IRSF awards $2M for research into a cure for Rett syndrome

Foundation announces new funding mechanisms to fast-track therapies

The International Rett Syndrome Foundation (IRSF) announced today that it is awarding grants totaling $2 million to support 18 innovative research projects in 2009. Each project will explore bold new ideas that have the potential to drive the field forward and speed the translation of research into treatments and a cure for Rett syndrome. With this announcement, the foundation has cumulatively funded over $20M in high quality, peer-reviewed grants that have contributed to the most significant advancements in the field to date.

New awards will be provided for the development of the first neuronal assays for drug screening derived from human-induced pluripotent stem cells (iPSCs). Additional grant awards will be provided to move forward 5 high impact translational research projects which focus on the development of therapeutics to treat or reverse Rett syndrome. Furthermore, a number of the projects chosen in this funding cycle may result in the identification of new drug targets that can be exploited for therapeutic intervention.

IRSF will shortly provide funding through the launch of two new grant mechanisms focused directly on translational research. The HELP ACCELERATE RETT THERAPEUTICS (HEART) grant awards will provide seed funding to foster early stage translational research programs. The ADVANCED NEUROTHERAPEUTIC GRANT OF EXCELLENCE (ANGEL) award mechanism will provide larger grant awards to more mature drug discovery and development programs that are further along the path to a clinical application. "The HEART and ANGEL awards will be provided to fast track research that is moving new therapies closer to the clinic" said Dr. Antony Horton, Chief Scientific Officer of IRSF.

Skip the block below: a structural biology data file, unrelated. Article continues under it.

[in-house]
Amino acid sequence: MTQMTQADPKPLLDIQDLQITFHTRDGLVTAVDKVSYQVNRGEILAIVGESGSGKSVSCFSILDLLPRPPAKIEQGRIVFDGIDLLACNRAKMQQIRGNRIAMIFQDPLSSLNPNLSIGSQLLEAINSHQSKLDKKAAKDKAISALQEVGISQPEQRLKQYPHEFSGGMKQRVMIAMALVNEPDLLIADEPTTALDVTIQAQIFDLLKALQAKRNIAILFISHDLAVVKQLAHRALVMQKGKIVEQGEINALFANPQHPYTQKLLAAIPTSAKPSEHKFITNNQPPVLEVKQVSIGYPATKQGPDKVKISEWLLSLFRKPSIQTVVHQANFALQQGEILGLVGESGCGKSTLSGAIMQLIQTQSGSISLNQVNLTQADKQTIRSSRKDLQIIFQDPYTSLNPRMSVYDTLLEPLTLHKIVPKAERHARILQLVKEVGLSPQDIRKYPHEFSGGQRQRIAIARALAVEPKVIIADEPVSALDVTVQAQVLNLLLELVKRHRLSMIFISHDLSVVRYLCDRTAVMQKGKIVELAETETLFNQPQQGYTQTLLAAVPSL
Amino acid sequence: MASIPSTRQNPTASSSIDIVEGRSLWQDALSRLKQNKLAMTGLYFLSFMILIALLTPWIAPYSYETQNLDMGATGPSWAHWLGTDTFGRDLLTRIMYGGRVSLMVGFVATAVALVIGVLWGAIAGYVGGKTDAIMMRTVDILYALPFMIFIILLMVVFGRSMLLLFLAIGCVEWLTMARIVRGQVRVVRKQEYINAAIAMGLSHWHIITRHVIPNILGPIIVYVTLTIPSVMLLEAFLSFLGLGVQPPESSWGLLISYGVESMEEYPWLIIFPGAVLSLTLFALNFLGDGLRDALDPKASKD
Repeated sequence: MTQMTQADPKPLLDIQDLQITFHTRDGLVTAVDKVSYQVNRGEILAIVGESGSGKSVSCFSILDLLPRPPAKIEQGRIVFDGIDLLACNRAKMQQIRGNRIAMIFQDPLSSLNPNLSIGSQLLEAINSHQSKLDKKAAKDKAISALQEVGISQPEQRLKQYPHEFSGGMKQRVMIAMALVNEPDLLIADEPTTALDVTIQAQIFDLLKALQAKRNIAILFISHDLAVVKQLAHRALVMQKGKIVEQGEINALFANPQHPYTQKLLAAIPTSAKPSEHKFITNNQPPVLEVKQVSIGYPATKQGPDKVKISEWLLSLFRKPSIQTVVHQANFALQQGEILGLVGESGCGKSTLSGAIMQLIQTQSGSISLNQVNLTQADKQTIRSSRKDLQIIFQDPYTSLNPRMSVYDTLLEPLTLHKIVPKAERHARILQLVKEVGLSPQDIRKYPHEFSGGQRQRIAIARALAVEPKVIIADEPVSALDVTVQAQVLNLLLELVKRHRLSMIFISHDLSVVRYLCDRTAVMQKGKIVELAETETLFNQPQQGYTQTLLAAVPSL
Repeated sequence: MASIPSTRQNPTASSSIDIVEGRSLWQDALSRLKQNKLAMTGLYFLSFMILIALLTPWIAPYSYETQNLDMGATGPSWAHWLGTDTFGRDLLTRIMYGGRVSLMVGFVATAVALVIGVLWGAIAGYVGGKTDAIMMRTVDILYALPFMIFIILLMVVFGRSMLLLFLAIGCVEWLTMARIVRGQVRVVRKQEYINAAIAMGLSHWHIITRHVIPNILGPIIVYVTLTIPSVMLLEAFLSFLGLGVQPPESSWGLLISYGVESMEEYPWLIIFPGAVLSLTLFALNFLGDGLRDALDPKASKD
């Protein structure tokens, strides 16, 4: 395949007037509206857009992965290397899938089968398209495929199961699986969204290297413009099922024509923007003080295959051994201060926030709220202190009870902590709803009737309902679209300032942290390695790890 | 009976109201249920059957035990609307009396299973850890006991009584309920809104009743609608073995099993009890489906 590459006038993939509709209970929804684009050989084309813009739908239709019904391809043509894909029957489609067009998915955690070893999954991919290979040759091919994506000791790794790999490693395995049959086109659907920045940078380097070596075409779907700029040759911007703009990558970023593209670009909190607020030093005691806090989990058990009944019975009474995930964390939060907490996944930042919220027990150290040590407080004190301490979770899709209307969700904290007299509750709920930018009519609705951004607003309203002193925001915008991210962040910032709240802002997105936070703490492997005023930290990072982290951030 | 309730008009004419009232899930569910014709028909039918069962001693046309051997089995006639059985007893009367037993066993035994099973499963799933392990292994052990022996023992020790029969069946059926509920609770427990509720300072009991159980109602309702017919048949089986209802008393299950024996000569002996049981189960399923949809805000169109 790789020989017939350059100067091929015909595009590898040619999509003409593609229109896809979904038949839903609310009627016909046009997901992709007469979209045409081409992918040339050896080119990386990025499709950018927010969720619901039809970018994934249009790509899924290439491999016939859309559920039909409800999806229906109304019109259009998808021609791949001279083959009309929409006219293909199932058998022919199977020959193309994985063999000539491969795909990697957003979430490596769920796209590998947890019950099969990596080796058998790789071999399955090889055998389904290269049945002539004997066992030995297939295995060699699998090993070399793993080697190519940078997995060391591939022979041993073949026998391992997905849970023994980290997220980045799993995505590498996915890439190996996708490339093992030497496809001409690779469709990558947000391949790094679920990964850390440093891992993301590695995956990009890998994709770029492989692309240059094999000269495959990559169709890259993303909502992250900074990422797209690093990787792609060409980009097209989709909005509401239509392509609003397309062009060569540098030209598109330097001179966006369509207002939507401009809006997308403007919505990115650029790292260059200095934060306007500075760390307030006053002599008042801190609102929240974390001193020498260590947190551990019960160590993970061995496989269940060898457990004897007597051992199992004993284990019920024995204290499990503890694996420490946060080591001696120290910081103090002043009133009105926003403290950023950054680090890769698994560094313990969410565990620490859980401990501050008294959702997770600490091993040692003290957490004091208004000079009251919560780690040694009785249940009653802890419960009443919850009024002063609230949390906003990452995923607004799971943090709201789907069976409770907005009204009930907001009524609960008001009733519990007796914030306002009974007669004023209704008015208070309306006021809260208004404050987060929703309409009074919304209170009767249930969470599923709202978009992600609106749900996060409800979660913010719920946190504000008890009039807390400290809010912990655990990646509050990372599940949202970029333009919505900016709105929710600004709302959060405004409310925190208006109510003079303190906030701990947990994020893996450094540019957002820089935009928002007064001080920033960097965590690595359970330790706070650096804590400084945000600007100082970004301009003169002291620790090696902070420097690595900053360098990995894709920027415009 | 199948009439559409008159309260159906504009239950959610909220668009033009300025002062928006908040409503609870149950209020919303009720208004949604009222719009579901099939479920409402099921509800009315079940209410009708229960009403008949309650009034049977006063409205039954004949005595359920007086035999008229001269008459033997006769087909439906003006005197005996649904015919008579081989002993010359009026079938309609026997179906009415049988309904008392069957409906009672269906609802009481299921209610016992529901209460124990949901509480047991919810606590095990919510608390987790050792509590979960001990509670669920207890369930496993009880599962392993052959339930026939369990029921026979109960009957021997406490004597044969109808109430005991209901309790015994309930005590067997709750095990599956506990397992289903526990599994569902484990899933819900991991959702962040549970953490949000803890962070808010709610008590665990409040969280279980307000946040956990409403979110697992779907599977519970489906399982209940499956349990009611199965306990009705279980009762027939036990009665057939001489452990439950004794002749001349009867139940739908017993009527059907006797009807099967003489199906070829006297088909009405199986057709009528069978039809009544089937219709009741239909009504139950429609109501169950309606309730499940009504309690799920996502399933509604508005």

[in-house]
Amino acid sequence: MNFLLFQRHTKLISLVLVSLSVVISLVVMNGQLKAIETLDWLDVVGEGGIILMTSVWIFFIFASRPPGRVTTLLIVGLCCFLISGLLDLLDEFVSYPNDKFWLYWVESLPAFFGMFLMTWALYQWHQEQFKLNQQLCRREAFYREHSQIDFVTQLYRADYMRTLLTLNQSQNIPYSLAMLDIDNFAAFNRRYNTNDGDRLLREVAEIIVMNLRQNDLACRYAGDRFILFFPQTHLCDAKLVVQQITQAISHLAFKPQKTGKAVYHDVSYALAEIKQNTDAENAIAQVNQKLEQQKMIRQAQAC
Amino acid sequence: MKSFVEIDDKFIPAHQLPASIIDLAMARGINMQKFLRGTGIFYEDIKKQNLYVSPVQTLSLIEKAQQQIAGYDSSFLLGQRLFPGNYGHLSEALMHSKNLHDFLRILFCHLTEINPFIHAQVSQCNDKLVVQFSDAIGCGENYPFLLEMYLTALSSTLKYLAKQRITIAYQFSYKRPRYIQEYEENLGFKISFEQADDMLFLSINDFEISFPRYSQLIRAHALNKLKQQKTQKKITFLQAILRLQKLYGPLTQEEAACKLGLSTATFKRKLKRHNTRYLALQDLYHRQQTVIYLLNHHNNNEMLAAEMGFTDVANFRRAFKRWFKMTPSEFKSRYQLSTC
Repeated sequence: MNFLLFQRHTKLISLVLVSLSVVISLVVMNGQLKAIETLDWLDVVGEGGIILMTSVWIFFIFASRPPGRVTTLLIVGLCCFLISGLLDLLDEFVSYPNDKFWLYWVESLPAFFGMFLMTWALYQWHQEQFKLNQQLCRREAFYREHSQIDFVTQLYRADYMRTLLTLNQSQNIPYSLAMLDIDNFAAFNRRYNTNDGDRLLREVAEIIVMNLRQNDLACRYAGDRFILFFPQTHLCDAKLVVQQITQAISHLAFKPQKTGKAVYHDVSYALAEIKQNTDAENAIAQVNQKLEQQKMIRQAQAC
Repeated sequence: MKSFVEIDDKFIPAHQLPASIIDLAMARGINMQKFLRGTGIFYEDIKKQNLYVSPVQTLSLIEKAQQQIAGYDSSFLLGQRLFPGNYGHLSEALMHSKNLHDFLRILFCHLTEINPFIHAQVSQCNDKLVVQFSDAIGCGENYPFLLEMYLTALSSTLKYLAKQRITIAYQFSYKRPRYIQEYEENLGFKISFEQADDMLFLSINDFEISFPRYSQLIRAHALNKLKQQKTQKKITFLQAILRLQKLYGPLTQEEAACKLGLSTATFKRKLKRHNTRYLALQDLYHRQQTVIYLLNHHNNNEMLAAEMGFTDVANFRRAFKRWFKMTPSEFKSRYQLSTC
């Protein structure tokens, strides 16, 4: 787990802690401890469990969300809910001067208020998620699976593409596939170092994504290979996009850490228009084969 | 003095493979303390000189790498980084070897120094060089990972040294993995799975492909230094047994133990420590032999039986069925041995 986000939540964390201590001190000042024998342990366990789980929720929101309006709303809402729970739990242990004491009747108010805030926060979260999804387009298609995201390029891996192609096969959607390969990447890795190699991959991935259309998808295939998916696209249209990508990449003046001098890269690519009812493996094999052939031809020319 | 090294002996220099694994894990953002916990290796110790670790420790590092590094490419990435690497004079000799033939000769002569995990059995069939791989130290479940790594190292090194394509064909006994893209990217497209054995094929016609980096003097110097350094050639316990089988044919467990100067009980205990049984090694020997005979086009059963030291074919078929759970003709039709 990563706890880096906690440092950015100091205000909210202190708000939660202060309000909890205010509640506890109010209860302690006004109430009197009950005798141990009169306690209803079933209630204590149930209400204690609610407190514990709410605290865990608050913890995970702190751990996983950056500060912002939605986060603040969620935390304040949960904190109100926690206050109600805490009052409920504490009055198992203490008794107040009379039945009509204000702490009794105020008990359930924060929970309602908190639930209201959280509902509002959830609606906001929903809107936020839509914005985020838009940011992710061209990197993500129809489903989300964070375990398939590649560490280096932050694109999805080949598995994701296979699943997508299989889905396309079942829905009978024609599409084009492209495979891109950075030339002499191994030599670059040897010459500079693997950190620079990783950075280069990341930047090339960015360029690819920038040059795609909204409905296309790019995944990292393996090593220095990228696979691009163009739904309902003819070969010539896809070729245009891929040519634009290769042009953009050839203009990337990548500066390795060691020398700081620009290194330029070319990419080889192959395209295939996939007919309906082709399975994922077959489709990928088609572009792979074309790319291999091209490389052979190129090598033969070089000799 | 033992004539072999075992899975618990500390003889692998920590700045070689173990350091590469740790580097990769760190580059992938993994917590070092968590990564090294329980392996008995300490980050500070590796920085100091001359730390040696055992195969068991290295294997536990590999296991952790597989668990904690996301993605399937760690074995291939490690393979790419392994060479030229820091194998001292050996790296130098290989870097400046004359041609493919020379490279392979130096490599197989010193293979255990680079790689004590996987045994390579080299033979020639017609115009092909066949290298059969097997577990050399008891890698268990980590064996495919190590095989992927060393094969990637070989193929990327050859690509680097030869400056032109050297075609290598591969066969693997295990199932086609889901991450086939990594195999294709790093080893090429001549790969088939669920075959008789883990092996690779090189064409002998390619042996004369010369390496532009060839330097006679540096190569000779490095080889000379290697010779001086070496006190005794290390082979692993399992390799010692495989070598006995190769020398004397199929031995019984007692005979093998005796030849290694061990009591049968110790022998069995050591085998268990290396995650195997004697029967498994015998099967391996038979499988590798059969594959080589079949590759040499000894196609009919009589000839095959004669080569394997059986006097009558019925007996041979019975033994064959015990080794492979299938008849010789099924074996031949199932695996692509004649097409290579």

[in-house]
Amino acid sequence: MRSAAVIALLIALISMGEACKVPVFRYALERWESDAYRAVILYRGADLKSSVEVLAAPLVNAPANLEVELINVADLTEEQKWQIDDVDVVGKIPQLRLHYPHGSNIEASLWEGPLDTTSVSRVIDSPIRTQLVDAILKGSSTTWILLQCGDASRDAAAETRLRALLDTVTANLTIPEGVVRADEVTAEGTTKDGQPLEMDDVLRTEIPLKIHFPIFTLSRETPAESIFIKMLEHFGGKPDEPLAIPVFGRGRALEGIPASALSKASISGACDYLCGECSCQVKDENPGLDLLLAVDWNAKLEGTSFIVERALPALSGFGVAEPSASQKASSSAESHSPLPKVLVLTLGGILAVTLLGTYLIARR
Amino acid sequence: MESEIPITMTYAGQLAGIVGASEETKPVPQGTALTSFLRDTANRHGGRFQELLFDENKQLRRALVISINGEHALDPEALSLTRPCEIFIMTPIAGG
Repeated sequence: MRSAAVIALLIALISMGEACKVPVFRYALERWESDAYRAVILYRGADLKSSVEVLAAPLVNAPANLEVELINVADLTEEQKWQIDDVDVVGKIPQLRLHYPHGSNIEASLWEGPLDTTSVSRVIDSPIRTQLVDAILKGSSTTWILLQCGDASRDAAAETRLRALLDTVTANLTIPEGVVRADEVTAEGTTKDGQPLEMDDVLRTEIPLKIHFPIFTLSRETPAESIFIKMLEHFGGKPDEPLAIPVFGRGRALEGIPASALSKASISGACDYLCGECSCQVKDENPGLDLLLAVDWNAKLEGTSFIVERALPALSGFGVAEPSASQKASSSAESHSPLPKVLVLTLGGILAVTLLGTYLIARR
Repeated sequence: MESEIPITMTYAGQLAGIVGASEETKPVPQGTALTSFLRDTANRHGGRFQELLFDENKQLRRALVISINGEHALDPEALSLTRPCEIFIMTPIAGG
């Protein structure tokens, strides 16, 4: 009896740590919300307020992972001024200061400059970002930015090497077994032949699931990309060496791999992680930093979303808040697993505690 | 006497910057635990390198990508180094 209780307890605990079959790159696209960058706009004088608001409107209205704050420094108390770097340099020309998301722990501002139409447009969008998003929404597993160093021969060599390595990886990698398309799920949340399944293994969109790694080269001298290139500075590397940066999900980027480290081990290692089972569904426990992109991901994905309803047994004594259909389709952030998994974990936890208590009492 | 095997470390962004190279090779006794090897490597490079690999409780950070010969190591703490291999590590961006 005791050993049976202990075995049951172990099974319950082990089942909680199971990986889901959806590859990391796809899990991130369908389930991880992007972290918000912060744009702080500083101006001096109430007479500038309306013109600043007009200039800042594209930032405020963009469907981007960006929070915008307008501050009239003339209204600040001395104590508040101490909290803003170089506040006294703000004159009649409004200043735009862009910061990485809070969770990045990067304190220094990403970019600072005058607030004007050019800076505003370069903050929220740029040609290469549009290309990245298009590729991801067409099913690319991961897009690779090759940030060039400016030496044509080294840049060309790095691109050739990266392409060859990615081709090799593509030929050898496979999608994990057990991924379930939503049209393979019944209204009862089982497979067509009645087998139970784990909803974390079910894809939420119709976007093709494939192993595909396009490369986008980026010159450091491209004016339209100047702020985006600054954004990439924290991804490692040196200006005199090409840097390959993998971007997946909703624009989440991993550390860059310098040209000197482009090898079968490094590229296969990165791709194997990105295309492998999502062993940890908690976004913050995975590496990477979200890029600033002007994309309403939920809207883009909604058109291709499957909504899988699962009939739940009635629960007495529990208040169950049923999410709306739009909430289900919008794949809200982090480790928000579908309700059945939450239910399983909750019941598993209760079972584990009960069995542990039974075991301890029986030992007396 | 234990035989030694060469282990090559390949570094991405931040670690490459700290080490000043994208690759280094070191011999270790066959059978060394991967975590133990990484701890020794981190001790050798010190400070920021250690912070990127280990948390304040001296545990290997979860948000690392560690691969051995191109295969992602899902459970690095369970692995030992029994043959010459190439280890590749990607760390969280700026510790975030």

Dr. John McCall, a drug discovery expert and member of the IRSF's Scientific Advisory Board commented: "A roadmap is now emerging that will lead to significant advances in therapeutic development, leading to treatments that will improve quality of life and could provide the path to an eventual cure for Rett syndrome." Dr. Horton added: "These new studies will generate fresh insights that will enable us to better understand the mechanisms underlying Rett Syndrome. While there are no quick fixes, we will continue to be aggressive in our search for new treatments for the eventual pharmacological reversal of Rett Syndrome."

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